Simplicity Series #37

The Five Essential Elements of the Gospel in Romans

“For I am not ashamed of the gospel of Christ, for it is the power of God to salvation for everyone who believes, for the Jew first and also for the Greek. For in it the righteousness of God is revealed from faith to faith, as it is written, ‘The just shall live by faith.’ For the wrath of God is revealed from heaven against all ungodliness and unrighteousness of men, who suppress the truth in unrighteousness …” Romans 1:16–18 (emphasis added)

The Five Essential Elements of the Gospel

  1. “The gospel of Christ”—what is its message?
  2. God’s “power” to deliver—deliverance from what?
  3. “The righteousness of God”—is God just to justify sinners?
  4. The nature of “faith”—is faith static or dynamic?
  5. “The wrath of God”—why is it essential to the Gospel?


The more one looks at the epistle to the Romans with these five elements in mind, the more crucial each of them is to all the others. Take away any one of them, and it is a serious detraction from the force and impact of the other elements.

For example, we know that the Gospel is good news, but what truly magnifies its goodness is the reality of the omnipresent wrath of God. Paul declares that God has power to deliver but, apart from faith, that power is inoperable. Then, Paul says that “the righteousness of God” is revealed “from faith to faith.” The word “righteousness” (dikaiosune) here is to be understood in the sense of “justice” or fairness in His work of justification, as Paul explains in Rom. 3:26. The justice of God demands wrath on sinful men, but also the justification of those who believe. It is the work of Christ on the cross that demands both justification (where there is faith) and judgment (where there is unbelief).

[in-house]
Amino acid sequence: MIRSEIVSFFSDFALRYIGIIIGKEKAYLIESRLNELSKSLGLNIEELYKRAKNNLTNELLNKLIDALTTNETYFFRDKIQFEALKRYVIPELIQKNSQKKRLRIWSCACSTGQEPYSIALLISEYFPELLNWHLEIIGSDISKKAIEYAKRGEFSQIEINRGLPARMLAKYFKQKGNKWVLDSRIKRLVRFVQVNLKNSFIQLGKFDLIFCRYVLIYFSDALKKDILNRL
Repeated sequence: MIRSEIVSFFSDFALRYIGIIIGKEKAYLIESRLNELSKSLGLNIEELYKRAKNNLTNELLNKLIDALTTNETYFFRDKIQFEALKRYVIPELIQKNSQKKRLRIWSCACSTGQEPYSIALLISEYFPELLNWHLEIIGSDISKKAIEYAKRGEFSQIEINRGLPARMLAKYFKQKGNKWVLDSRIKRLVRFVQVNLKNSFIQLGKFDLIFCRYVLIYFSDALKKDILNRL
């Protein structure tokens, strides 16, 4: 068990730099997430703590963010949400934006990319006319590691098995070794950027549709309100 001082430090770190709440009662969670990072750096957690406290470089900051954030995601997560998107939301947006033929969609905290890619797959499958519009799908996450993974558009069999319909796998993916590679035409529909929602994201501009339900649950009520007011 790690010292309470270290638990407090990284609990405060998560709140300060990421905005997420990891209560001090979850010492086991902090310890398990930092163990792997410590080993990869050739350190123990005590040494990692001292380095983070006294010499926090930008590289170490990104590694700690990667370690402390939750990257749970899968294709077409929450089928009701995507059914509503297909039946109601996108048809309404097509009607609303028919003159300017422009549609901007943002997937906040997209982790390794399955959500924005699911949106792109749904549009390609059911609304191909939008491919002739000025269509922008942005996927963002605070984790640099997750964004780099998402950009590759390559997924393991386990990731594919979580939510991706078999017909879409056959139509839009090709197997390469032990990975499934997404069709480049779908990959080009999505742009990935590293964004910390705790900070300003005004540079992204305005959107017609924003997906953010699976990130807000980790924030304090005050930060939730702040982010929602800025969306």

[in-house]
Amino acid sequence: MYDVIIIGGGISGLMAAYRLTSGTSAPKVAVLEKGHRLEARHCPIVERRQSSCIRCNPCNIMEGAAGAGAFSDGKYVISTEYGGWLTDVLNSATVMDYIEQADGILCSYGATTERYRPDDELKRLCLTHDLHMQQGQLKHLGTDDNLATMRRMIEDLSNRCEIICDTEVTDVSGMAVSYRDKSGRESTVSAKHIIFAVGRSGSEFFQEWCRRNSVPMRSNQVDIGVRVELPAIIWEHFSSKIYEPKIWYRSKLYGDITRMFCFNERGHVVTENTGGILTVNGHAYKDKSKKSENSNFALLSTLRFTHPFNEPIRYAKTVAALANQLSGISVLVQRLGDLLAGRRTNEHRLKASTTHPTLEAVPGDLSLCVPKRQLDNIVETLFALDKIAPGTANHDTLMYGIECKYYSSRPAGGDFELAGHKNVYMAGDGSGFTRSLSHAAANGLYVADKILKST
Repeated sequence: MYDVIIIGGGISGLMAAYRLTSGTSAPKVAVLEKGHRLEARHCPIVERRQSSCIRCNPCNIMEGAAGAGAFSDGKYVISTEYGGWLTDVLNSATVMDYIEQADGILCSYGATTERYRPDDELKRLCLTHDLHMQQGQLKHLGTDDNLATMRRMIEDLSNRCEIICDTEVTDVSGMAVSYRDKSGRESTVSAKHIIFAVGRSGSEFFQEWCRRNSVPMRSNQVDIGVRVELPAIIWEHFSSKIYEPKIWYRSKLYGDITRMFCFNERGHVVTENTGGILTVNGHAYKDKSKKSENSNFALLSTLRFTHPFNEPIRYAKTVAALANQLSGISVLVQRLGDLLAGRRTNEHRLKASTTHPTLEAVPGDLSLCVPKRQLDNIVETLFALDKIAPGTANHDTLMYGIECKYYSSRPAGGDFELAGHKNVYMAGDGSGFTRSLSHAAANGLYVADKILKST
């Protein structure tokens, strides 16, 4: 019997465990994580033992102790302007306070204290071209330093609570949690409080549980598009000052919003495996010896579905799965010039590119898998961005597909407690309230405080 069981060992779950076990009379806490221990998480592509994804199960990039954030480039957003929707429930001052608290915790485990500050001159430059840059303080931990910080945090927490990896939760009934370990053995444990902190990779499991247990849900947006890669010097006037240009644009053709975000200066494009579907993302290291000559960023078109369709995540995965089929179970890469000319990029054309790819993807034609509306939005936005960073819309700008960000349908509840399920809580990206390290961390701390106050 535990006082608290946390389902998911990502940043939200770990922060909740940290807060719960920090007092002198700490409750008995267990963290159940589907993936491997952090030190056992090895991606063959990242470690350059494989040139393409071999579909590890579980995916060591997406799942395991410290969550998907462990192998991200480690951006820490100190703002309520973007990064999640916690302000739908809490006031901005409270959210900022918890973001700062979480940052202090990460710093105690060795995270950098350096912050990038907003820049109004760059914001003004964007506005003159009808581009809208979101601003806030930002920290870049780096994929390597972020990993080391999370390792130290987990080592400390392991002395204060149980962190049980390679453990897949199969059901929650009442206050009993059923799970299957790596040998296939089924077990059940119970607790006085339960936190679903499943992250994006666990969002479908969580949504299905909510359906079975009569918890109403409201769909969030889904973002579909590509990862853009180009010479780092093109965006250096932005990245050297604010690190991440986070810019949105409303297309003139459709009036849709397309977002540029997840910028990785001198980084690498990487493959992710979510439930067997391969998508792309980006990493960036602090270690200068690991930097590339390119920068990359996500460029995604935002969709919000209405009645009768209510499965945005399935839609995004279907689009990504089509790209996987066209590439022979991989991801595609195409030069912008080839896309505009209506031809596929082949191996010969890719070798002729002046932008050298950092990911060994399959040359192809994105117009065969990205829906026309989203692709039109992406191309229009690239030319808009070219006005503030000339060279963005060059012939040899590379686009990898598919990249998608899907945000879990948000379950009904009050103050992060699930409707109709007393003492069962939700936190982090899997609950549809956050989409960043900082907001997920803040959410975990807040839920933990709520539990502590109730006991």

Finally, the Gospel proclaims God’s righteousness and wrath, His power to save, and His justice in judging—the necessity for faith and the penalty of unbelief—to all mankind. Paul repeatedly emphasizes that his message is to “all nations” (v. 5), “to all who are in Rome” (v. 6), to “the whole world” (v. 8), to “both … Greeks and to barbarians, both to wise and to unwise” (v. 14), “for the Jew first and also for the Greek” (v. 16). You have to be either blind, or resolutely resistant not to catch the universal offer of life in Christ through Paul’s gospel! We can only do a surface study of these five elements, but it is vital to our understanding of the impact of the Gospel on both ancient and modern culture.

An Important Outline

There are scores of good outlines for the book of Romans. In light of the five elements we are considering, the following outline may be helpful:

  1. 1–3:20, Condemnation—the wrath of God at work
  2. 3:21–5:21, Justification—God’s righteousness imputed to faith